The Particle-Emissions Dilemma

Particle emissions into Earth’s atmosphere affect both human health and the climate. But, if we limit such emissions for health reasons, the effect would be to accelerate the pace of global warming.

STOCKHOLM – Particle emissions into Earth’s atmosphere affect both human health and the climate. So we should limit them, right? For health reasons, yes, we should indeed do that; but, paradoxically, limiting such emissions would cause global warming to increase. Why?

The combustion of fossil fuels, wood, and other biomass increases the amount of airborne particles, which, in a somewhat simplified manner, we can describe as “white” or “black.” Both types can be found in varying amounts in all emissions. Most black particles stem from small-scale and inefficient burning of biofuels, and, in Asia and Africa, from the burning of agricultural waste. By contrast, white particles consist largely of sulfur from the burning of coal and oil.

Because black particles contain soot and absorb sunlight, they are believed to increase global warming. White particles, however, reflect some of the incoming sunlight back into space, producing a cooling effect on Earth’s climate.

Indeed, according to the United Nations’ Intergovernmental Panel on Climate Change, the cooling effect of white particles may counteract as much as about half of the warming effect of carbon dioxide. So, if all white particles were removed from the atmosphere, global warming would increase considerably.

The dilemma is that all particles, whether white or black, constitute a serious problem for human health. Every year, an estimated two million people worldwide die prematurely, owing to the effects of breathing polluted air. Furthermore, sulfur-rich white particles contribute to the acidification of soil and water.

Lowering the level of black particles in the atmosphere would benefit both human health and the climate. Measures aimed at accomplishing this could be particularly effective in countries where emission standards for diesel-fueled vehicles have not yet been introduced, and in countries, especially in Asia and Africa, where rural dwellings are heated by primitive stoves and food is prepared over open fires, causing large emissions of soot particles.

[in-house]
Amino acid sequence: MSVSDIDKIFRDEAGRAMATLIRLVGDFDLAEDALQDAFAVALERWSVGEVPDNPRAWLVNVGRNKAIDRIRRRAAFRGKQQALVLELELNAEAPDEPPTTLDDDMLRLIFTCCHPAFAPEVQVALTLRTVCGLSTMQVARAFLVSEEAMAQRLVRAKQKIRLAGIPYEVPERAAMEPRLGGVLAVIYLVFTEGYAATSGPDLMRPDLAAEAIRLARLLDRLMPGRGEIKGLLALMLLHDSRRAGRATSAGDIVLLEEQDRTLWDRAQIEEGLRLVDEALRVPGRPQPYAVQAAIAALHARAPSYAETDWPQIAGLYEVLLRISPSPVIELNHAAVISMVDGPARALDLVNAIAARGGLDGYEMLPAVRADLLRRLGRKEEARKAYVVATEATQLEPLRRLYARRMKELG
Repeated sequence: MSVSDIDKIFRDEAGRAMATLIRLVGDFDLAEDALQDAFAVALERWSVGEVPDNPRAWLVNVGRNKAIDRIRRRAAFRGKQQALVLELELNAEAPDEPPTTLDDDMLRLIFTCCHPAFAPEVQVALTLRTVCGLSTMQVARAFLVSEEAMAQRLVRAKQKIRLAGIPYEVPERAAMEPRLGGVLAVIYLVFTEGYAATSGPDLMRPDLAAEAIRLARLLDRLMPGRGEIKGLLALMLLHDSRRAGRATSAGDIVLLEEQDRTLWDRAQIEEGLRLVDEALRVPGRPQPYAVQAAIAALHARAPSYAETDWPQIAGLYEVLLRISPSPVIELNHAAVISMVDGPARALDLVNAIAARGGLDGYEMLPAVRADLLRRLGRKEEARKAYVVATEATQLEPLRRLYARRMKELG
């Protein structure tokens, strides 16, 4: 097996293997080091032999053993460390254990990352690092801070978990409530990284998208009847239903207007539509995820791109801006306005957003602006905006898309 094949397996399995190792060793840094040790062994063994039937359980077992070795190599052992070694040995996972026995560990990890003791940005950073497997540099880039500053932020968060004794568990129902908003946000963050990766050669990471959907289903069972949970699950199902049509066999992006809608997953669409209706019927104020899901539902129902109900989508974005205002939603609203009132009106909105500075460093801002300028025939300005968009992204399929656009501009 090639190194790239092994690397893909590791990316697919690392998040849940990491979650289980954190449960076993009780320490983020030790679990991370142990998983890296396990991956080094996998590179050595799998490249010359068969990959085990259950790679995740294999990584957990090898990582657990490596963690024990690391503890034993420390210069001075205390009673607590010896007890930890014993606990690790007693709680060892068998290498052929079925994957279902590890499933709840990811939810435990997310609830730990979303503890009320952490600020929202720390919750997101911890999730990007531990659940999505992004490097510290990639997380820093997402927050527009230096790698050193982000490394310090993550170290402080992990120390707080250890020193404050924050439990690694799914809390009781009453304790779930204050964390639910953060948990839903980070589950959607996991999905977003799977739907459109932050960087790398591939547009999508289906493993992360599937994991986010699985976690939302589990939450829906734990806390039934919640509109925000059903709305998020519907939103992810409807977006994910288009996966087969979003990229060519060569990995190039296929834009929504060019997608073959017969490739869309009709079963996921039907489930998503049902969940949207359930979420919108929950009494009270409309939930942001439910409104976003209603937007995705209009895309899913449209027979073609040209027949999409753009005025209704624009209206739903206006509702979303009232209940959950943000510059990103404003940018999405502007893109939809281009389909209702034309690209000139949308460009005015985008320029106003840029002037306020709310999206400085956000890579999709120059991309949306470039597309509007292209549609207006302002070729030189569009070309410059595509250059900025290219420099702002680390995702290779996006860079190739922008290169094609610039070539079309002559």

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In 2011, the United Nations Environment Program published a report comparing measures targeting soot particles and other so-called “short-lived climate pollutants” to measures reducing CO2, which showed that the former would achieve a more rapid decrease of global warming in the coming decades. The proposal in this report is now gaining support among governments in many countries and may become an important complement to measures to limit CO2 emissions of.

Naturally, measures targeting soot and other short-lived particles must not undermine efforts to reduce CO2 emissions. In the long term, emissions of CO2 and other long-lived greenhouse gases constitute the main problem. But a reduction in emissions of soot (and other short-lived climate pollutants) could alleviate the pressures on the climate in the coming decades.

So, what do we do about white particles? How do we weigh improved health and reduced mortality rates for hundreds of thousands of people against the serious consequences of global warming?

It is difficult to imagine that any country’s officials would knowingly submit their population to higher health risks by not acting to reduce white particles solely because they counteract global warming. On the contrary, sulfur emissions have been reduced over the last few decades in both Europe and North America, owing to a desire to promote health and counter acidification; and China, too, seems to be taking measures to reduce sulfur emissions and improve the country’s terrible air quality. But, in other parts of the world where industrialization is accelerating, sulfur emissions continue to increase.

One way out of the dilemma could be to allow higher sulfur emissions in sparsely populated areas where the soil is not vulnerable to acidification. Here, emissions from ship traffic on the open seas come to mind. However, this is probably not a viable alternative.

The most reasonable conclusion is that we should limit particle emissions to reduce health risks. As a consequence, the greenhouse effect would come more fully into view, which we could then hope would further strengthen the resolve to reduce emissions of CO2 and other greenhouse gases.

Nobel laureate Paul Crutzen has suggested another solution: manipulate the climate by releasing white sulfur particles high up in the stratosphere, where they would remain for several years, exerting a proven cooling effect on Earth’s climate without affecting human health. In 1991, the eruption of Mount Pinatubo in the Philippines created a haze of sulfur in the higher atmosphere that cooled the entire planet approximately half a degree Celsius for two years afterwards.

Other methods of geoengineering – that is, consciously manipulating the climate – include painting the roofs of houses white in order to increase the reflection of sunlight, covering deserts with reflective plastic, and fertilizing the seas with iron in order to increase the absorption of CO2.

According to the Royal Society in Britain, releasing sulfur particles into the stratosphere would probably be the most cost-effective method. But our goal should be to avoid such a hazardous enterprise, which future generations would have to continue for hundreds of years. Instead, we should aim to reduce emissions of CO2 and other pollutants that contribute to global warming.